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J Neurovirol. 1996 Aug;2(4):279-88.

Rescue of HSV-1 neurovirulence is associated with induction of brain interleukin-1 expression, prostaglandin synthesis and neuroendocrine responses.

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Department of Neurology, Hebrew University, Hadassah Medical School, Jerusalem, Israel.


Several HSV-1 neurovirulence genes have been mapped but the mechanisms by which they affect host-virus interactions are not known. We have previously mapped HSV-1 neurovirulence to the UL53 gene region of the viral DNA by transfer of this gene from the neurovirulent R-19 strain to the non-neurovirulent R-15 strain in the generation of the p-71 recombinant, in which neurovirulence was rescued. In the present study we inoculated these strains into the paraventricular nucleus (PVN) of the hypothalamus of rats. We examined: (1) Clinical course of encephalitis. (2) Hypothalamic-pituitary-adrenocortical (HPA) axis function. (3) Brain cytokine gene mRNA expression and prostaglandin E2 (PGE2) production. (4) The relation of these parameters to viral replication and to cellular inflammation. In R-15 infected rats no signs of disease were observed. There was a temporary inflammatory reaction and IL-1 beta transcription in the PVN area. The function of the HPA axis was similar to control rats. Only slight increase in brain PGE2 production was found. In R-19 and p-71 infected rats, overt clinical signs of encephalitis and cellular inflammation in the PVN area were observed within 3 days post-infection (p.i). All rats died between 4-7 days p.i. These strains induced IL-1 beta transcription in the hypothalamus as well as in extra-hypothalamic brain regions in which no cellular inflammation was found. Basal serum ACTH and' CS were markedly elevated and hypothalamic CRF-41 content was significantly reduced as compared to R-15 infected rats. Both strains markedly increased brain PGE2 production. HSV-1 brain titers at 3 days p.i. were 100-fold lower than the inoculum titer although clinical signs of encephalitis were prominent. The results suggest that rescue of HSV-1 neurovirulence by the UL53 gene region of the viral genome is associated with enhancement of viral-induced brain IL-1 beta gene expression, increased brain PGE2 synthesis and hypersecretion of HPA axis hormones. Viral-induced brain derived cytokines and prostaglandins may contribute to the clinical syndrome of acute herpetic encephalitis in particular at early stages of the disease when virus load in the brain is low and cellular infiltrates are not widespread.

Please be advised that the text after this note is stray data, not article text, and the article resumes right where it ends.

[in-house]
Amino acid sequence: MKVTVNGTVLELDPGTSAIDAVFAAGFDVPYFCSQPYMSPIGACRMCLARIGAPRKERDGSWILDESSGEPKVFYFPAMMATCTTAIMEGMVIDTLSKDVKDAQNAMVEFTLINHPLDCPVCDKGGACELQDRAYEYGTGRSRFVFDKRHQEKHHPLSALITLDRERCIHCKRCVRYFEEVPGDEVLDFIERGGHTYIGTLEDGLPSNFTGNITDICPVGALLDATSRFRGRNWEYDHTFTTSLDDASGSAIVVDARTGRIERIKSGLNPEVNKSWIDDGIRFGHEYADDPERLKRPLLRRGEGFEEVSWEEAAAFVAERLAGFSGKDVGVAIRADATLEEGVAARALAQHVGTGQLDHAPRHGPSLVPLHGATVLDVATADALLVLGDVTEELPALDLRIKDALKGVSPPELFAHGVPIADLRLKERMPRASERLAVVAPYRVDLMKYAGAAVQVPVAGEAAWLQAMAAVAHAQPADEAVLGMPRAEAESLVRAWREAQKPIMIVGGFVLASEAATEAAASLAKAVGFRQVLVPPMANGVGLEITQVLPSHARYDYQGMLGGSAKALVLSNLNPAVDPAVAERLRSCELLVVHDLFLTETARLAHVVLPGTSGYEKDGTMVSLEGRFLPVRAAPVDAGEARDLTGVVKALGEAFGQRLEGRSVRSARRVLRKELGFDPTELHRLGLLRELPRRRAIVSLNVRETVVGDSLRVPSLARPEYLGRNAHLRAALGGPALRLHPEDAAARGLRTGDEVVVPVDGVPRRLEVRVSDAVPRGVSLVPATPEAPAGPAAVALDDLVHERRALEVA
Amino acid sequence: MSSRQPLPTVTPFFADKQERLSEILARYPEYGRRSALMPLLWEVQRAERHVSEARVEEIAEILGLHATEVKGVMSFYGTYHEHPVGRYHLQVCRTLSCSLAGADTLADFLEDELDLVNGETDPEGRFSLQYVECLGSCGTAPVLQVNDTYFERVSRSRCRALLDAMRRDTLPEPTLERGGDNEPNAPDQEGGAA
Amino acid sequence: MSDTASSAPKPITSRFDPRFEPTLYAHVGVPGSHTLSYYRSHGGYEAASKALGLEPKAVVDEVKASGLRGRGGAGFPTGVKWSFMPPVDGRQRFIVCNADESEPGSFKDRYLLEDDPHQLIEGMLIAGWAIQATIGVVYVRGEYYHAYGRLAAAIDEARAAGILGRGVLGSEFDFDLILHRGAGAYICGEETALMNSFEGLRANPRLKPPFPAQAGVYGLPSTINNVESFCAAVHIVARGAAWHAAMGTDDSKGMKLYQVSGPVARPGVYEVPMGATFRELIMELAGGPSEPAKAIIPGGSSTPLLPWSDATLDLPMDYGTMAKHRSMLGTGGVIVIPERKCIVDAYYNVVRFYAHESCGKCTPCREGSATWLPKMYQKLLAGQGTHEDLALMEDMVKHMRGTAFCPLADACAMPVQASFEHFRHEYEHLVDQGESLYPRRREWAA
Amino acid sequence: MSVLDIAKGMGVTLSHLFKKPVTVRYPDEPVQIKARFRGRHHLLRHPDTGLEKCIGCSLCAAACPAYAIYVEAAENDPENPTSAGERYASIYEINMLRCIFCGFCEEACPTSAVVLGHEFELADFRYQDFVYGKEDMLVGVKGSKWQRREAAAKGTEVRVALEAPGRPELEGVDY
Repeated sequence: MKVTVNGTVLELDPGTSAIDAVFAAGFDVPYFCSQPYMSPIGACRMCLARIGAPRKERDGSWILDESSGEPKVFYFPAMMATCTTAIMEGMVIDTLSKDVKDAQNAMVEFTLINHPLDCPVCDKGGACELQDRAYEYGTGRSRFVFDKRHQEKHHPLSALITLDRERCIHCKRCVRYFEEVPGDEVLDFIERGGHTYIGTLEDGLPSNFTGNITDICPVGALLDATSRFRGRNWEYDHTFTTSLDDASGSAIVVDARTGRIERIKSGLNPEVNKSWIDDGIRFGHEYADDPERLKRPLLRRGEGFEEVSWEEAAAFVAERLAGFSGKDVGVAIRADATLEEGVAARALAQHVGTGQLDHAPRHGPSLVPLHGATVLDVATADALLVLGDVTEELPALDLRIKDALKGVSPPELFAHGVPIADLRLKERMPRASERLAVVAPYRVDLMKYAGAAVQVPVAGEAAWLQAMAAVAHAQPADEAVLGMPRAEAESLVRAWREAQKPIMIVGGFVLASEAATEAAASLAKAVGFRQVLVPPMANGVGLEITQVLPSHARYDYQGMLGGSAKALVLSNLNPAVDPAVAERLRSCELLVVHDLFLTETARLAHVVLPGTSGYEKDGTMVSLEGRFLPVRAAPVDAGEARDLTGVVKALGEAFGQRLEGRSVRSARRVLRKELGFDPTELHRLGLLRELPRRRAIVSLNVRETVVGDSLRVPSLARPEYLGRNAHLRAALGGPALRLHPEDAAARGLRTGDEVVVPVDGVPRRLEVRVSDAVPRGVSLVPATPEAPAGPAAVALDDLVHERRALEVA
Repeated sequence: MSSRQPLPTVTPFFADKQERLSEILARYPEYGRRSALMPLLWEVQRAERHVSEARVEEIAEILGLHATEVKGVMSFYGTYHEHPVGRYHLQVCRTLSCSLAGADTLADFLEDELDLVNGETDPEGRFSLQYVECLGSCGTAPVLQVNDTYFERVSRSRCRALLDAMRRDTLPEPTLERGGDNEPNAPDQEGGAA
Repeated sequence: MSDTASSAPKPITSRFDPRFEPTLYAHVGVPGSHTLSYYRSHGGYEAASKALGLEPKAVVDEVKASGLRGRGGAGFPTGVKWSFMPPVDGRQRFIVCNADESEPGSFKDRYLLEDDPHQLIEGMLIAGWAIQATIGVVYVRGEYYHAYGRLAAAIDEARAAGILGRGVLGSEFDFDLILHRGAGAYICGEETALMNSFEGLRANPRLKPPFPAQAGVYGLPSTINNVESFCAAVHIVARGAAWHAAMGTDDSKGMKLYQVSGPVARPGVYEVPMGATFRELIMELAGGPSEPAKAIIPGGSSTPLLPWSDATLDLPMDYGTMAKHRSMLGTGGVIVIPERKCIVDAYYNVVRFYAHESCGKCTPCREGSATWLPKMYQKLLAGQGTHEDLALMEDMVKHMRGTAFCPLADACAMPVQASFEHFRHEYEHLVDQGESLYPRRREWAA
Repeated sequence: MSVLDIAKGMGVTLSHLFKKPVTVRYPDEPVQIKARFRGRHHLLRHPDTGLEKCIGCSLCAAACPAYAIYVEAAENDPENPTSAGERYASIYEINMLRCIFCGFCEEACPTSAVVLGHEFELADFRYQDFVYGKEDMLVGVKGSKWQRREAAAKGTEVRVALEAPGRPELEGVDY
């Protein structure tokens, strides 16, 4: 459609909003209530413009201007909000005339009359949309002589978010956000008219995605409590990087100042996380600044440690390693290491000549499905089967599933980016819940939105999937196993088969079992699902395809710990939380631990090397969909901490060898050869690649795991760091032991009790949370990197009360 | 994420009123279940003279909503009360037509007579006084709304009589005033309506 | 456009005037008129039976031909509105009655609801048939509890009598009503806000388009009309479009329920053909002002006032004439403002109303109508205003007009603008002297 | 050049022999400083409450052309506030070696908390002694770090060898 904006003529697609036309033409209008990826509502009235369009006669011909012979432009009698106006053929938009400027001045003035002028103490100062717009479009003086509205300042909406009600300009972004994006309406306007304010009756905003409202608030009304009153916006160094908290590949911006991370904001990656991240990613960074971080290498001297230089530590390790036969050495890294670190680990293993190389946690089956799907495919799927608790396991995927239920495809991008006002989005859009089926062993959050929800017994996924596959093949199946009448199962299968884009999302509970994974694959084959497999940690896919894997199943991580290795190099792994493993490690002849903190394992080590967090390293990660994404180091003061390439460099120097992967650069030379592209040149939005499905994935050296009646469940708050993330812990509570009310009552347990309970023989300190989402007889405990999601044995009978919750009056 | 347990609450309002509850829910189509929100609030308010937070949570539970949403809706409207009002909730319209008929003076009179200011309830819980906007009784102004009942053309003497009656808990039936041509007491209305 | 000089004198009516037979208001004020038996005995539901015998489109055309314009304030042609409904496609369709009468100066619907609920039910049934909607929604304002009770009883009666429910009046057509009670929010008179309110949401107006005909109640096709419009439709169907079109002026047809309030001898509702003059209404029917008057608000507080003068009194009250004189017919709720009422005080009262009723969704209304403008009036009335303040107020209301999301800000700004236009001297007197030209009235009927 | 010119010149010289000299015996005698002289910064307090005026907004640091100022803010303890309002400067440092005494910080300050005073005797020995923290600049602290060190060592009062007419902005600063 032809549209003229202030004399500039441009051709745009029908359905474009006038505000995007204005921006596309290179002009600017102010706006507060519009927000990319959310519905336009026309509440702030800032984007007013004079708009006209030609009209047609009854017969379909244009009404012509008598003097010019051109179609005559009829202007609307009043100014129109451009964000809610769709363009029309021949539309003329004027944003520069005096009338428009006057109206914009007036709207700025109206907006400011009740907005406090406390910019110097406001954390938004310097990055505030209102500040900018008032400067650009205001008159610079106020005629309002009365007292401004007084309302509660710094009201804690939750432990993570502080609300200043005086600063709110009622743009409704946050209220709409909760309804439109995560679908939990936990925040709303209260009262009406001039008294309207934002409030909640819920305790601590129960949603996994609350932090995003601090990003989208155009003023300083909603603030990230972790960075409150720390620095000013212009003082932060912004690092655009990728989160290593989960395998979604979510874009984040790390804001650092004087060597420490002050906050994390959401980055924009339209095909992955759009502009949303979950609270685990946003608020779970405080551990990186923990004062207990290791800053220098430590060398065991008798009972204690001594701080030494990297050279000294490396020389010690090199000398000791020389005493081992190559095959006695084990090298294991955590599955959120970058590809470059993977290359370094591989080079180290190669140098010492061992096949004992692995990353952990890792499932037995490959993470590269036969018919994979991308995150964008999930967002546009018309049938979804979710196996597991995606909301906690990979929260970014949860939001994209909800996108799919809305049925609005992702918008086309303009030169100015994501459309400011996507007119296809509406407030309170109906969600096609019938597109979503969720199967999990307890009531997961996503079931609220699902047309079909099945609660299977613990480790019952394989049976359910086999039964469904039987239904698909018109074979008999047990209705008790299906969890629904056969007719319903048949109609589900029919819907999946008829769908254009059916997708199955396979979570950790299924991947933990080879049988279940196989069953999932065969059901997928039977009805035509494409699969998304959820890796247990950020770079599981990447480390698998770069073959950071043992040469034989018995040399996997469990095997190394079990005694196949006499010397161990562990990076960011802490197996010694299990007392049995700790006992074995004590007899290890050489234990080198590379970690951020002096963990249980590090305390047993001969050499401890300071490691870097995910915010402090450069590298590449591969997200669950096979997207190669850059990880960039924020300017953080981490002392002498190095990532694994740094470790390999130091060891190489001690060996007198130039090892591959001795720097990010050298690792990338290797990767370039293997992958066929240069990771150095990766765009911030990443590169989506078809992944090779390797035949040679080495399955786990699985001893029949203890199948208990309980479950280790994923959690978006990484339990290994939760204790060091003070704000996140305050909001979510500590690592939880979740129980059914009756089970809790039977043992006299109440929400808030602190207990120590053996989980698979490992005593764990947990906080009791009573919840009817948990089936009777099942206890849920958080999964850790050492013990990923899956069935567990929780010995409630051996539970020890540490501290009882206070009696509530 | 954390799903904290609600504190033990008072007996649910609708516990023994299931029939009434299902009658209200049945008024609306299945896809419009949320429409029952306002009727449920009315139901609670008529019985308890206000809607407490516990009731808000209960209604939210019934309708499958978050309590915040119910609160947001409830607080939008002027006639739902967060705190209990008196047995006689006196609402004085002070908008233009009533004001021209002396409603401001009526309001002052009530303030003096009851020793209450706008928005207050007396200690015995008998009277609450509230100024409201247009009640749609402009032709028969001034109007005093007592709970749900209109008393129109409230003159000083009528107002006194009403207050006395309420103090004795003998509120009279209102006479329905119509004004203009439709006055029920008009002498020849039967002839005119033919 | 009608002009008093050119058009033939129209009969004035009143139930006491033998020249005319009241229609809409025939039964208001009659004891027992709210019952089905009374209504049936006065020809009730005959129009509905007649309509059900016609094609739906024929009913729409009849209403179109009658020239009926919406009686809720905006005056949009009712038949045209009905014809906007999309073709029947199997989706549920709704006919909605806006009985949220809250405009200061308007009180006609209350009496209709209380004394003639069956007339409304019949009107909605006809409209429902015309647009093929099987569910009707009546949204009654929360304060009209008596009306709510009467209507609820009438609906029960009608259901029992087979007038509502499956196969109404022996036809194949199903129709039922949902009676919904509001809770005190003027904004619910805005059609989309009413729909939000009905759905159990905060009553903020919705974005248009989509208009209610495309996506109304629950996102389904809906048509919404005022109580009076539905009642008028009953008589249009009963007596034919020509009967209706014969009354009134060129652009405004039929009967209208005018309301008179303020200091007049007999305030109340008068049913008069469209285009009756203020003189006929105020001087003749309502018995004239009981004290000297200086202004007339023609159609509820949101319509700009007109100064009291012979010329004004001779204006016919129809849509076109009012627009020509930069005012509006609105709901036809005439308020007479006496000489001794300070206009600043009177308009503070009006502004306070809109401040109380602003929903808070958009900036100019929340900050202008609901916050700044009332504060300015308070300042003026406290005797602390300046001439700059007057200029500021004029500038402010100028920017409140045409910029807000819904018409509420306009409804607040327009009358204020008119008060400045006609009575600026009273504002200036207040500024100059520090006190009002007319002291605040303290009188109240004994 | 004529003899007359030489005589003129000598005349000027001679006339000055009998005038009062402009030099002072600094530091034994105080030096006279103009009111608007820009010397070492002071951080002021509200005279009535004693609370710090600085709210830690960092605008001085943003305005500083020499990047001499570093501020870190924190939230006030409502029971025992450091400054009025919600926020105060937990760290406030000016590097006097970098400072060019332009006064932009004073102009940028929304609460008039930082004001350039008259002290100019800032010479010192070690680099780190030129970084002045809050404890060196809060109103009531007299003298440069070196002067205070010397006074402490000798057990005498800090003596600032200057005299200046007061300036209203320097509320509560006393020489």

[Indexed for MEDLINE]

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